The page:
Syntactic Theory: A Formal Introduction
by Ivan A. Sag, Thomas Wasow
Publisher: Center for the Study of Language 1999
Number of pages: 483
This textbook grew out of our efforts to develop teaching material for the undergraduate-level Introduction to Syntax course that has been taught at Stanford University for over twenty years. It is particularly well suited to general readers or those who work in disciplines related to linguistics, such as psychology, philosophy, mathematics, or computer science.
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by Edward Stabler - UCLA
What kind of computational device could use a system like a human language? This text explores the computational properties of devices that could compute morphological and syntactic analyses, and recognize semantic relations among sentences.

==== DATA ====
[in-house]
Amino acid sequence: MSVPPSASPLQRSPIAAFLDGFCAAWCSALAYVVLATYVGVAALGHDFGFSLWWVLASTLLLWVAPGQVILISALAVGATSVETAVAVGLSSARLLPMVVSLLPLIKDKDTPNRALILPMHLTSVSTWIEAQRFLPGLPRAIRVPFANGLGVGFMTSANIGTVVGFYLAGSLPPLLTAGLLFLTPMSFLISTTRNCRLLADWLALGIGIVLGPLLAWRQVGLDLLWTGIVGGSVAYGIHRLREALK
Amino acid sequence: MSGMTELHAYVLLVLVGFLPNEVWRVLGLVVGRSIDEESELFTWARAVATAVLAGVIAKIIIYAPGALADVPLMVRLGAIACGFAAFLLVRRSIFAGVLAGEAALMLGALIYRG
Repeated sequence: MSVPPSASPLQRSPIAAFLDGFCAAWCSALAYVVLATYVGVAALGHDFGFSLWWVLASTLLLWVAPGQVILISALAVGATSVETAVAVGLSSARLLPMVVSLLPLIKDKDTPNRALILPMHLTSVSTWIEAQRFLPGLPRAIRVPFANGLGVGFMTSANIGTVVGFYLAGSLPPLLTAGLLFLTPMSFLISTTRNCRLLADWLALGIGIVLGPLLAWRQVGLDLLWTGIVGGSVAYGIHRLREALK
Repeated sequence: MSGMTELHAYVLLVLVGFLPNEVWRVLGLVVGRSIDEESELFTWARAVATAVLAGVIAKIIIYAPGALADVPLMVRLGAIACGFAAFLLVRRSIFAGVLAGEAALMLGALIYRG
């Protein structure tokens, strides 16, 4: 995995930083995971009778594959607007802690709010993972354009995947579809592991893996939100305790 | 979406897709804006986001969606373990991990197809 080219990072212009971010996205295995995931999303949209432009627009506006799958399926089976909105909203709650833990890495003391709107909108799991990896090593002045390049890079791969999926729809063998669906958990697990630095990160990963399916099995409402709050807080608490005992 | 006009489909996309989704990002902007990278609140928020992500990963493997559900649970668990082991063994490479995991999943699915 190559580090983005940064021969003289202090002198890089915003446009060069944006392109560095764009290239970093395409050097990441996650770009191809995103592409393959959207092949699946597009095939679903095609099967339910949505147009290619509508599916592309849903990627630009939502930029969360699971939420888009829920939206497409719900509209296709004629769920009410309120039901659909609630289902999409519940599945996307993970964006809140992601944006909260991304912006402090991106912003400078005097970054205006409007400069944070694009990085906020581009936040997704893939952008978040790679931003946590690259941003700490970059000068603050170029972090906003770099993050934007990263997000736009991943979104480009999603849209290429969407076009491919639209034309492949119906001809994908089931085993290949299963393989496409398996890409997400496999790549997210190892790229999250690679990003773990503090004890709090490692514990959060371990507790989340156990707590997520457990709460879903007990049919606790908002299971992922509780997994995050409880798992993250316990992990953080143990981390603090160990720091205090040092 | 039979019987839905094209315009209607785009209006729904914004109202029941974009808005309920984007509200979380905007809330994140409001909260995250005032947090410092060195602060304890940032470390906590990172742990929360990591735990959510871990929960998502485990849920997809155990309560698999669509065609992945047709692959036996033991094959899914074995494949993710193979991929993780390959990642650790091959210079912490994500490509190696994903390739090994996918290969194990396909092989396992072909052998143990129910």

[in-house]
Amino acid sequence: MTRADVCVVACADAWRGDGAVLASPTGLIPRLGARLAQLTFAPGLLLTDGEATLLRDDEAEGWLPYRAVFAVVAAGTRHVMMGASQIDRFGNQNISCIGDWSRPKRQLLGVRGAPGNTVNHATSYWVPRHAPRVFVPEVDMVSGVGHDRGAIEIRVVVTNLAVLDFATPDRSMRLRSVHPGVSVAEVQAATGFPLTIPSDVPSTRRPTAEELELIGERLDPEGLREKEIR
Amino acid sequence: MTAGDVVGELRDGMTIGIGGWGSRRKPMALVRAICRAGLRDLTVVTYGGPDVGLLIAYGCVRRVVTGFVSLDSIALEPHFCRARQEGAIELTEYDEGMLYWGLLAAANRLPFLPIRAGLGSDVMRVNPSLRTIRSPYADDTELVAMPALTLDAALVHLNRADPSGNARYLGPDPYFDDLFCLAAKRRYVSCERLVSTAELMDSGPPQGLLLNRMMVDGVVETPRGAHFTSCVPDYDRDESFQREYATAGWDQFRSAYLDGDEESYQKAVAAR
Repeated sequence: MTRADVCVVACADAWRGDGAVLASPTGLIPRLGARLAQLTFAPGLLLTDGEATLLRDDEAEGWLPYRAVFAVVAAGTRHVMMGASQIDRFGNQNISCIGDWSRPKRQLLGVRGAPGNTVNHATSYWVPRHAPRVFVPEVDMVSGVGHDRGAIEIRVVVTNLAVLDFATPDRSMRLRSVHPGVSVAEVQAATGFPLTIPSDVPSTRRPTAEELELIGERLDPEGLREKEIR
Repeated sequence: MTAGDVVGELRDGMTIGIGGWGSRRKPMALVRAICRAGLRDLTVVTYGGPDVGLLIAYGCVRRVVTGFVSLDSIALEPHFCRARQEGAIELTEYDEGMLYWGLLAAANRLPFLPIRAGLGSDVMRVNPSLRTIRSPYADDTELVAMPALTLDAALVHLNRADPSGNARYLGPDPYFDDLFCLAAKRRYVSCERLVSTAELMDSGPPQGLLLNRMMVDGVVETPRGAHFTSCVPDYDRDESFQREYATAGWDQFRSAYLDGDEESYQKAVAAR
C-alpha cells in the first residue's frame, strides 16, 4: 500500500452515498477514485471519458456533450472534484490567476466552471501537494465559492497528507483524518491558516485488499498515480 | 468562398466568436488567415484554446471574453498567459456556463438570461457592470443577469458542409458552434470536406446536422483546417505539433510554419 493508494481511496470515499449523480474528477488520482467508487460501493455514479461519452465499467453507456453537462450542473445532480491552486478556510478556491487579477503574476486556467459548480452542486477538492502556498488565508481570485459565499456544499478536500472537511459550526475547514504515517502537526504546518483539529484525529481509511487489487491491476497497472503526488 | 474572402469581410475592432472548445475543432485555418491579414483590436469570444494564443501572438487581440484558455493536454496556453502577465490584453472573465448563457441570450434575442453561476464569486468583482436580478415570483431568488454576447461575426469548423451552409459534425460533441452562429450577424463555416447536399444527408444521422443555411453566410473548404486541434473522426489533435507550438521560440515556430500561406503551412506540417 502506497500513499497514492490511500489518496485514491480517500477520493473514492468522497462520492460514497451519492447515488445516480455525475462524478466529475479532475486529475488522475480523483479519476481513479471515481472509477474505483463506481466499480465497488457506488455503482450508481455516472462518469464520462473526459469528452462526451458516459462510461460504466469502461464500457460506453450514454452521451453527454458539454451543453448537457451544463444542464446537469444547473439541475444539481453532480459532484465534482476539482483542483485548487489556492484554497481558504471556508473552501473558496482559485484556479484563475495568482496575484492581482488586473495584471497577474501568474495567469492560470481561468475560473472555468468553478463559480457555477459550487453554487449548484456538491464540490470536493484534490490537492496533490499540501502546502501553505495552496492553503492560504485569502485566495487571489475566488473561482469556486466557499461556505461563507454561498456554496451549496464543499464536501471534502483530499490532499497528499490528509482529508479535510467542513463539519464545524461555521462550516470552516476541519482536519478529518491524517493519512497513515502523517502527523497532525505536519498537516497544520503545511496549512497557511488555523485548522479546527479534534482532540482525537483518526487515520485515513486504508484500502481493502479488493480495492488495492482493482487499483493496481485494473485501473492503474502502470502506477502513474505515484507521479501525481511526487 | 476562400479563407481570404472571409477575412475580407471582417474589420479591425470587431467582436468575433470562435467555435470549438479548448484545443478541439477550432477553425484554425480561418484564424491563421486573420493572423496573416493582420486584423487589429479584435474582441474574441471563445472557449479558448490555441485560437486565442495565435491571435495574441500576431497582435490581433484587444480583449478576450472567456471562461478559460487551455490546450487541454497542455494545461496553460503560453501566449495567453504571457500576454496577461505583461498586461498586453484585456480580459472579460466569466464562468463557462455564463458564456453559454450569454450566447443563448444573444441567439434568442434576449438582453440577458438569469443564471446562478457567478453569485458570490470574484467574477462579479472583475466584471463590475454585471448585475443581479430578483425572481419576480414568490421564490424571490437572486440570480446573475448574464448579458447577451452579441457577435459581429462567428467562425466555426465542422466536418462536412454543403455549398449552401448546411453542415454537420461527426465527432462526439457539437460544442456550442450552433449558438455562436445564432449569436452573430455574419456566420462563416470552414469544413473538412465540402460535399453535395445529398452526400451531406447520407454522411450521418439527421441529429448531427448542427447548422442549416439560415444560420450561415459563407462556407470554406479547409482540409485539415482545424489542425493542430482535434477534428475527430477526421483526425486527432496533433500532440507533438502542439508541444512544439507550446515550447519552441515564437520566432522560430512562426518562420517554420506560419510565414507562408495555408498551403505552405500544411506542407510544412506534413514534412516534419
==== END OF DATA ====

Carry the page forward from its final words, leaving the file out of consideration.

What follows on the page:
by Laimutis Valeika, Janina Buitkiene - Vilnius Pedagogical University
This book is intended for university-level students of English who have already taken a practical grammar course. Our aim is to provide the students with a brief survey of English morphological problems in the light of present-day linguistics.
by Ariel Rubinstein - Cambridge University Press
Five essays investigating both the economics of language and the language of economics. The author touches on the structure of binary relations in daily language, the evolutionary development of the meaning of words, and more.
by Frederick W. Hamilton - Committee on education
Word study and English grammar are important for several reasons. A man's use of words is commonly taken as a measure of his knowledge and even of his intelligence. Carelessness often causes a man to be held in much less esteem than he deserves.